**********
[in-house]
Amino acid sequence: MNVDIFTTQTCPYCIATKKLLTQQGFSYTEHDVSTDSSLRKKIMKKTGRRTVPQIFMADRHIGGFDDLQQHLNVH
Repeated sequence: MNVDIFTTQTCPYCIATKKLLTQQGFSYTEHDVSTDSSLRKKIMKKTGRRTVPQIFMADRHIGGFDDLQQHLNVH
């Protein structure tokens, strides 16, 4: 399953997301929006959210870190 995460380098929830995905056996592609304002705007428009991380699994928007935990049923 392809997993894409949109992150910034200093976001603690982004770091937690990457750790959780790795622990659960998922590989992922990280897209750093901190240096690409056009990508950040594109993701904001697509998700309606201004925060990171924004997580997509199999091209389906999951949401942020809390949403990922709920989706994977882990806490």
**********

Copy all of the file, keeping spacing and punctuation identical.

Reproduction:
[in-house]
Amino acid sequence: MNVDIFTTQTCPYCIATKKLLTQQGFSYTEHDVSTDSSLRKKIMKKTGRRTVPQIFMADRHIGGFDDLQQHLNVH
Repeated sequence: MNVDIFTTQTCPYCIATKKLLTQQGFSYTEHDVSTDSSLRKKIMKKTGRRTVPQIFMADRHIGGFDDLQQHLNVH
């Protein structure tokens, strides 16, 4: 399953997301929006959210870190 995460380098929830995905056996592609304002705007428009991380699994928007935990049923 392809997993894409949109992150910034200093976001603690982004770091937690990457750790959780790795622990659960998922590989992922990280897209750093901190240096690409056009990508950040594109993701904001697509998700309606201004925060990171924004997580997509199999091209389906999951949401942020809390949403990922709920989706994977882990806490």